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I have a few tens of hosts that are a mix of CentOS 6 and 7. I recently started using Ansible to help manage them, but I'm still very much a newbie.

Like everybody, I have a periodic need to update packages on those machines, especially for security reasons. However, I don't want to update all packages on them, just specific ones -- which may vary from machine to machine, depending on its roles. I have used Ansible's yum command, with state=latest, and a list of specific packages, to update those hosts in the past, but only today did I notice that when running that against a host, if one of the listed packages is not installed on that machine it will then be installed.

What I need is a way to supply Ansible with a list of packages, and then for each host it will act upon: - if the package is present, update it to the latest version; - if the package is not present, do nothing.

Is there a practical way to do that?

  • You will have to make a list of packages, and for each package check first if it's installed e.g. with rpm -q package (which exits with false if not), register that result in a variable and then use that to determine to perform the yum command or not (with a when: clause). I can't spell it out as I'm not that good either :) – wurtel May 19 '16 at 14:57
  • Thanks, @wurtel! Will try to make that work. If somebody else could provide a simple example of that at work, that'd still be much appreciated. – Iba Popo May 20 '16 at 13:15
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If you only want to update a subset of the packages with available updates you might want to try @wurtel s attempt. You will need to register the installed packages like this:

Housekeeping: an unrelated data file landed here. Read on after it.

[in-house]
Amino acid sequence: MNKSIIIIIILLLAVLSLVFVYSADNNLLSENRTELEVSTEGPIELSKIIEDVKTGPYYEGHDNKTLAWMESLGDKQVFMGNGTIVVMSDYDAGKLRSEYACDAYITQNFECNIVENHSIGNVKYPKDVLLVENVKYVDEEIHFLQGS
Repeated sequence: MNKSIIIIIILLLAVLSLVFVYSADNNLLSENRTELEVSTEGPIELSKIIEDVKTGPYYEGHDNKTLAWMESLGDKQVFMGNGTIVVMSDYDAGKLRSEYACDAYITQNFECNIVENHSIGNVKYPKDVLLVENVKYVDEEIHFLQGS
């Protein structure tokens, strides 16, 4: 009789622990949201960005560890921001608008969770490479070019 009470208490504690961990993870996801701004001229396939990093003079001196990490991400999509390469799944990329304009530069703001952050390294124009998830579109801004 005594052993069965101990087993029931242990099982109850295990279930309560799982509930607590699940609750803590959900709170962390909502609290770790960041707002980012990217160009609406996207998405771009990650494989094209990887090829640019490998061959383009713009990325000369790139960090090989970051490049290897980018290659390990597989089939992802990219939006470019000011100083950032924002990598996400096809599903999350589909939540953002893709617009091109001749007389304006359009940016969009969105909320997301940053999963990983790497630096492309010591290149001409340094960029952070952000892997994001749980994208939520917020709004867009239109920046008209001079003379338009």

- name: Get installed packages.
  command: rpm -qa --qf "%{NAME}\n"
  register: installed_packages

Then you can define a set theory filter and update all the packages defined in the list of packages which are allowed to update packages_to_update.

- name: Update subset of packages.
  yum:
    name: "{{ item }}"
    state: latest
  with_items:
  - {{ installed_packages | intersect(packages_to_update) }}
  • Thank you, knowhy. But, if I understood correctly, I would need to know beforehand exactly which packages I want updated on which host or group of hosts, right? What I need is for this to be done dynamically -- one list of packages is provided and, for each host, only those packages in the list that are present in that host should be actioned. – Iba Popo Jun 3 '16 at 14:17
  • Why do you want to update only subset of the packages installed? – Henrik Pingel Reinstate Monica Jun 3 '16 at 17:14
  • Stability. We don't have the means to test all the updates, and we have a sensitive environment, so we only install the more important security ones. – Iba Popo Jun 6 '16 at 13:05
  • I still don't think it is a good idea, but I have added an attempted to do that. I guess rpm might update packages as dependencies even when they are not set. But not sure.I have no RHEL distro at hand so you are welcome to correct me if made mistakes. – Henrik Pingel Reinstate Monica Jun 6 '16 at 17:53
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This all seems a little complicated for a yum update?

why not just use a local command for this until Ansible gets around to allowing this option?

A simple playbook like this would do it.

---
- hosts: dev-systems
  remote_user: admin
  become: yes
  tasks:
    - name: Update installed packages.
      command: /usr/bin/yum update -y {{item}}
      with_items:
          - package1
          - package2
          - package3
          - package-etc

I just tested this and using two packages. one that needed an update and one that was not installed. End result was an updated package with out the other being installed.

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